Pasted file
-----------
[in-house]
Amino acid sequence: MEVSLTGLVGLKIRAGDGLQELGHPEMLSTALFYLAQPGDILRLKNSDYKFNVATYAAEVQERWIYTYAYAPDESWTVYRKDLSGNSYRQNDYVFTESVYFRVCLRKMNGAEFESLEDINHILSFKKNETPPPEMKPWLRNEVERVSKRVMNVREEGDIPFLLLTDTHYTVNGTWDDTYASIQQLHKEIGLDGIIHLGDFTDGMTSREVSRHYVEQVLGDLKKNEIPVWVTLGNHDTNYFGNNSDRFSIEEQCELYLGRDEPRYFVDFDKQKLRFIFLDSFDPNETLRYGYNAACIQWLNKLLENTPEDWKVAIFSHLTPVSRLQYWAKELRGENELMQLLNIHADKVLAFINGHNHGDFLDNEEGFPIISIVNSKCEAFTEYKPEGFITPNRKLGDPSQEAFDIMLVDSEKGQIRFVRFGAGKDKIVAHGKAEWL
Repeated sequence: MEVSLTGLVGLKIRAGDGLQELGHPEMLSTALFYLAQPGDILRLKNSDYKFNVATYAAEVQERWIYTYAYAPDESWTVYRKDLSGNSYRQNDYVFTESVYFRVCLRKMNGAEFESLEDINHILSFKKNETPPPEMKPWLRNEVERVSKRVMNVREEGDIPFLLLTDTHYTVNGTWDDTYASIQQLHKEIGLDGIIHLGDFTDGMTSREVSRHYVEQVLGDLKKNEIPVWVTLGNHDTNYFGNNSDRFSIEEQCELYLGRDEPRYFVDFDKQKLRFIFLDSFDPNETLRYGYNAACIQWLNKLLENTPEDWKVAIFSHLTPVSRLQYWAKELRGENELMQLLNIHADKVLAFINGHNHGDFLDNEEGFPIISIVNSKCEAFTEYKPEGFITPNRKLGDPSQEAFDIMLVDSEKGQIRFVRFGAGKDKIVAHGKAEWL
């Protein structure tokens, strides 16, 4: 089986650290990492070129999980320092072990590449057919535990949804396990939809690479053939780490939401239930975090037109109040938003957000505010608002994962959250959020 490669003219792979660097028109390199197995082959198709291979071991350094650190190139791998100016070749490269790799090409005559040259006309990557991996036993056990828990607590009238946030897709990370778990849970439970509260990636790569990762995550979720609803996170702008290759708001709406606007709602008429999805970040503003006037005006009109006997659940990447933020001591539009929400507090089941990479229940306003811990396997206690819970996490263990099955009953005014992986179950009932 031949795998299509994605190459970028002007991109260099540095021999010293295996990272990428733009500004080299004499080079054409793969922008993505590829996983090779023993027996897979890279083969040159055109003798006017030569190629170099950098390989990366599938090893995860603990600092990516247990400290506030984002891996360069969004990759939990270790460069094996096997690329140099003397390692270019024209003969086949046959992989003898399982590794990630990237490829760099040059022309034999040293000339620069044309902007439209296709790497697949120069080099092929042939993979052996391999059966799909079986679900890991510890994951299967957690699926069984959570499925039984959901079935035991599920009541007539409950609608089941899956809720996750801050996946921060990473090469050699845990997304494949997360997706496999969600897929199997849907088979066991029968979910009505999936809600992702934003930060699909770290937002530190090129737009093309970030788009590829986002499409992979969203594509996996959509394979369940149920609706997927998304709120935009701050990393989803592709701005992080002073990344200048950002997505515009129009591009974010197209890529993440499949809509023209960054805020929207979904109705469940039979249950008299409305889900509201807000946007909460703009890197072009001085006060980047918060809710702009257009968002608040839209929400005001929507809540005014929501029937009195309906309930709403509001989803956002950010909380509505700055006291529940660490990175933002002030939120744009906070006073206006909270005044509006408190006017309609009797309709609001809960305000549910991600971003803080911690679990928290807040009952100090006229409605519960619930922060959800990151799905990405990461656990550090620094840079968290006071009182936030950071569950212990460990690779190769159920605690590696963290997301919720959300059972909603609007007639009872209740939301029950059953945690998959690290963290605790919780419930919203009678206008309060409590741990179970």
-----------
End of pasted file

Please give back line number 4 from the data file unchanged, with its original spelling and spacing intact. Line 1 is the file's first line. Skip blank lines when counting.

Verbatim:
């Protein structure tokens, strides 16, 4: 089986650290990492070129999980320092072990590449057919535990949804396990939809690479053939780490939401239930975090037109109040938003957000505010608002994962959250959020 490669003219792979660097028109390199197995082959198709291979071991350094650190190139791998100016070749490269790799090409005559040259006309990557991996036993056990828990607590009238946030897709990370778990849970439970509260990636790569990762995550979720609803996170702008290759708001709406606007709602008429999805970040503003006037005006009109006997659940990447933020001591539009929400507090089941990479229940306003811990396997206690819970996490263990099955009953005014992986179950009932 031949795998299509994605190459970028002007991109260099540095021999010293295996990272990428733009500004080299004499080079054409793969922008993505590829996983090779023993027996897979890279083969040159055109003798006017030569190629170099950098390989990366599938090893995860603990600092990516247990400290506030984002891996360069969004990759939990270790460069094996096997690329140099003397390692270019024209003969086949046959992989003898399982590794990630990237490829760099040059022309034999040293000339620069044309902007439209296709790497697949120069080099092929042939993979052996391999059966799909079986679900890991510890994951299967957690699926069984959570499925039984959901079935035991599920009541007539409950609608089941899956809720996750801050996946921060990473090469050699845990997304494949997360997706496999969600897929199997849907088979066991029968979910009505999936809600992702934003930060699909770290937002530190090129737009093309970030788009590829986002499409992979969203594509996996959509394979369940149920609706997927998304709120935009701050990393989803592709701005992080002073990344200048950002997505515009129009591009974010197209890529993440499949809509023209960054805020929207979904109705469940039979249950008299409305889900509201807000946007909460703009890197072009001085006060980047918060809710702009257009968002608040839209929400005001929507809540005014929501029937009195309906309930709403509001989803956002950010909380509505700055006291529940660490990175933002002030939120744009906070006073206006909270005044509006408190006017309609009797309709609001809960305000549910991600971003803080911690679990928290807040009952100090006229409605519960619930922060959800990151799905990405990461656990550090620094840079968290006071009182936030950071569950212990460990690779190769159920605690590696963290997301919720959300059972909603609007007639009872209740939301029950059953945690998959690290963290605790919780419930919203009678206008309060409590741990179970």